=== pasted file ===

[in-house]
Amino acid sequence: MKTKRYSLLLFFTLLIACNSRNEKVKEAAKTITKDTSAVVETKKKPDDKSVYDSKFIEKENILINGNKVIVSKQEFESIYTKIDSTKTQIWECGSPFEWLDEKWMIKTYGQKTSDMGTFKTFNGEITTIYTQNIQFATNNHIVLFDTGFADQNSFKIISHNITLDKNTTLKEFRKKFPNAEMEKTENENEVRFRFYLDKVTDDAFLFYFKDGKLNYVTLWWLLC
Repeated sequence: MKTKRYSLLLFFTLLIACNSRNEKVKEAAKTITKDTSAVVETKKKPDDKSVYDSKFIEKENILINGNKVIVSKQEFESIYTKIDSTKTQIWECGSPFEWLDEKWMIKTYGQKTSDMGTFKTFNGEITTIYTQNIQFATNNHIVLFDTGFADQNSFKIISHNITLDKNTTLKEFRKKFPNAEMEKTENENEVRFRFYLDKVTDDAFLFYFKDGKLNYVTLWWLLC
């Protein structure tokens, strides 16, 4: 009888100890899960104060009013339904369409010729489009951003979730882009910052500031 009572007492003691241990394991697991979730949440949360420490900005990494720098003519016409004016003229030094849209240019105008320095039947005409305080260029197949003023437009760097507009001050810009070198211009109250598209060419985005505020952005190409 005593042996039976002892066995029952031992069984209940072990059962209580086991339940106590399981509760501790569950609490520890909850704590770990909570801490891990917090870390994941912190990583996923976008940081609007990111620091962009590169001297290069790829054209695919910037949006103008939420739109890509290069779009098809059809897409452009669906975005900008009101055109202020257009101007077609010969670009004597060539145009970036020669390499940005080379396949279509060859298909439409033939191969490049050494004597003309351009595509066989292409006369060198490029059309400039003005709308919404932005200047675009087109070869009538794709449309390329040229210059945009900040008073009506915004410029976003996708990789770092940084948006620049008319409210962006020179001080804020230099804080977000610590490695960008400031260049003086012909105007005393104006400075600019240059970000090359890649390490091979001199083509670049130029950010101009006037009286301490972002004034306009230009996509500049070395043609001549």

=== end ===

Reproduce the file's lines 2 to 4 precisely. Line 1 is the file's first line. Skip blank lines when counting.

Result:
Amino acid sequence: MKTKRYSLLLFFTLLIACNSRNEKVKEAAKTITKDTSAVVETKKKPDDKSVYDSKFIEKENILINGNKVIVSKQEFESIYTKIDSTKTQIWECGSPFEWLDEKWMIKTYGQKTSDMGTFKTFNGEITTIYTQNIQFATNNHIVLFDTGFADQNSFKIISHNITLDKNTTLKEFRKKFPNAEMEKTENENEVRFRFYLDKVTDDAFLFYFKDGKLNYVTLWWLLC
Repeated sequence: MKTKRYSLLLFFTLLIACNSRNEKVKEAAKTITKDTSAVVETKKKPDDKSVYDSKFIEKENILINGNKVIVSKQEFESIYTKIDSTKTQIWECGSPFEWLDEKWMIKTYGQKTSDMGTFKTFNGEITTIYTQNIQFATNNHIVLFDTGFADQNSFKIISHNITLDKNTTLKEFRKKFPNAEMEKTENENEVRFRFYLDKVTDDAFLFYFKDGKLNYVTLWWLLC
């Protein structure tokens, strides 16, 4: 009888100890899960104060009013339904369409010729489009951003979730882009910052500031 009572007492003691241990394991697991979730949440949360420490900005990494720098003519016409004016003229030094849209240019105008320095039947005409305080260029197949003023437009760097507009001050810009070198211009109250598209060419985005505020952005190409 005593042996039976002892066995029952031992069984209940072990059962209580086991339940106590399981509760501790569950609490520890909850704590770990909570801490891990917090870390994941912190990583996923976008940081609007990111620091962009590169001297290069790829054209695919910037949006103008939420739109890509290069779009098809059809897409452009669906975005900008009101055109202020257009101007077609010969670009004597060539145009970036020669390499940005080379396949279509060859298909439409033939191969490049050494004597003309351009595509066989292409006369060198490029059309400039003005709308919404932005200047675009087109070869009538794709449309390329040229210059945009900040008073009506915004410029976003996708990789770092940084948006620049008319409210962006020179001080804020230099804080977000610590490695960008400031260049003086012909105007005393104006400075600019240059970000090359890649390490091979001199083509670049130029950010101009006037009286301490972002004034306009230009996509500049070395043609001549």